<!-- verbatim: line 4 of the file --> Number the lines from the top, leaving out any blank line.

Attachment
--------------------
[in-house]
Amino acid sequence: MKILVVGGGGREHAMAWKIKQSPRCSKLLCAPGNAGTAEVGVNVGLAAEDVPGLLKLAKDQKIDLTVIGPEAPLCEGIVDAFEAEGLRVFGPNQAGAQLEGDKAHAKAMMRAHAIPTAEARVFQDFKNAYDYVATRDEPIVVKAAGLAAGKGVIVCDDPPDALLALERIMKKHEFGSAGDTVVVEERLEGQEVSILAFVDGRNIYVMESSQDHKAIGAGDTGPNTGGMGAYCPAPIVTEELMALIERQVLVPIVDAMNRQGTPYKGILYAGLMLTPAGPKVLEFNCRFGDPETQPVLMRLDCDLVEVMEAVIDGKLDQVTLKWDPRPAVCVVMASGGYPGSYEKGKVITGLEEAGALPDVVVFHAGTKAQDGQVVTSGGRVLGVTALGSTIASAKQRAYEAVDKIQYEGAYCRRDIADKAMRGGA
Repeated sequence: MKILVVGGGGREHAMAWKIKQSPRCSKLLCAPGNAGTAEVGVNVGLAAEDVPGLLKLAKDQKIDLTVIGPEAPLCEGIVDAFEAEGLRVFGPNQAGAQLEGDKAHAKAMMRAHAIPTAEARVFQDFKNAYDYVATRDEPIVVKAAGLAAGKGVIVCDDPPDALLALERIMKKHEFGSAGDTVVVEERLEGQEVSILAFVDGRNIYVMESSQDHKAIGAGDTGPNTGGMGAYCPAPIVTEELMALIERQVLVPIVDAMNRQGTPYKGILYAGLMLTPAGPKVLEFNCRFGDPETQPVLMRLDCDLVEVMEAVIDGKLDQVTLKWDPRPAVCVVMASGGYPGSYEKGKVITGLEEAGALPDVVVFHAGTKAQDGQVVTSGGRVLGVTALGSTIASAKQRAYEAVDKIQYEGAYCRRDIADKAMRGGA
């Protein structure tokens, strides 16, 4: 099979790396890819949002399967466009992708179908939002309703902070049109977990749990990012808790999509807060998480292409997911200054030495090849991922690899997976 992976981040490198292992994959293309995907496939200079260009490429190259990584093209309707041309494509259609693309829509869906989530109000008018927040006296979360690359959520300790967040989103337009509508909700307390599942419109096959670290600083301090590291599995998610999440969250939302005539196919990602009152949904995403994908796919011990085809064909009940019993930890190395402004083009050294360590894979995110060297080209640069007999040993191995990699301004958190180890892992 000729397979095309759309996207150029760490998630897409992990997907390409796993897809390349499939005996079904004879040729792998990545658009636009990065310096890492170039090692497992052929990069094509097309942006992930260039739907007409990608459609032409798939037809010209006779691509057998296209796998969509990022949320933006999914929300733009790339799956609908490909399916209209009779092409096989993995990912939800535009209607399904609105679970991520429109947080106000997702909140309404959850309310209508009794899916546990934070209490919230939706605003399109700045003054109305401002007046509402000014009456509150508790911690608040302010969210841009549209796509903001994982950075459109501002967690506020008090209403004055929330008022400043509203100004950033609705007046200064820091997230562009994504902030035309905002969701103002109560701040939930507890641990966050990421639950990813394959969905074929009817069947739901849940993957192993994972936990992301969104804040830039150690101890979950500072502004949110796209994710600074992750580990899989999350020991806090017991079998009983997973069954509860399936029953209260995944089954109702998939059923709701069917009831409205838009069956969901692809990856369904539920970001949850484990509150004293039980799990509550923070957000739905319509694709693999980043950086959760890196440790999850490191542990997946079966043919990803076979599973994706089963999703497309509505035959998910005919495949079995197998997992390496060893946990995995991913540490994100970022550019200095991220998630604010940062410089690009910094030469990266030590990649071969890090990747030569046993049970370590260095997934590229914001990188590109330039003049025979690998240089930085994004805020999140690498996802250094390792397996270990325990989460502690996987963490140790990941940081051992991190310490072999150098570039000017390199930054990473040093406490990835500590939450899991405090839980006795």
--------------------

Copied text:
């Protein structure tokens, strides 16, 4: 099979790396890819949002399967466009992708179908939002309703902070049109977990749990990012808790999509807060998480292409997911200054030495090849991922690899997976 992976981040490198292992994959293309995907496939200079260009490429190259990584093209309707041309494509259609693309829509869906989530109000008018927040006296979360690359959520300790967040989103337009509508909700307390599942419109096959670290600083301090590291599995998610999440969250939302005539196919990602009152949904995403994908796919011990085809064909009940019993930890190395402004083009050294360590894979995110060297080209640069007999040993191995990699301004958190180890892992 000729397979095309759309996207150029760490998630897409992990997907390409796993897809390349499939005996079904004879040729792998990545658009636009990065310096890492170039090692497992052929990069094509097309942006992930260039739907007409990608459609032409798939037809010209006779691509057998296209796998969509990022949320933006999914929300733009790339799956609908490909399916209209009779092409096989993995990912939800535009209607399904609105679970991520429109947080106000997702909140309404959850309310209508009794899916546990934070209490919230939706605003399109700045003054109305401002007046509402000014009456509150508790911690608040302010969210841009549209796509903001994982950075459109501002967690506020008090209403004055929330008022400043509203100004950033609705007046200064820091997230562009994504902030035309905002969701103002109560701040939930507890641990966050990421639950990813394959969905074929009817069947739901849940993957192993994972936990992301969104804040830039150690101890979950500072502004949110796209994710600074992750580990899989999350020991806090017991079998009983997973069954509860399936029953209260995944089954109702998939059923709701069917009831409205838009069956969901692809990856369904539920970001949850484990509150004293039980799990509550923070957000739905319509694709693999980043950086959760890196440790999850490191542990997946079966043919990803076979599973994706089963999703497309509505035959998910005919495949079995197998997992390496060893946990995995991913540490994100970022550019200095991220998630604010940062410089690009910094030469990266030590990649071969890090990747030569046993049970370590260095997934590229914001990188590109330039003049025979690998240089930085994004805020999140690498996802250094390792397996270990325990989460502690996987963490140790990941940081051992991190310490072999150098570039000017390199930054990473040093406490990835500590939450899991405090839980006795």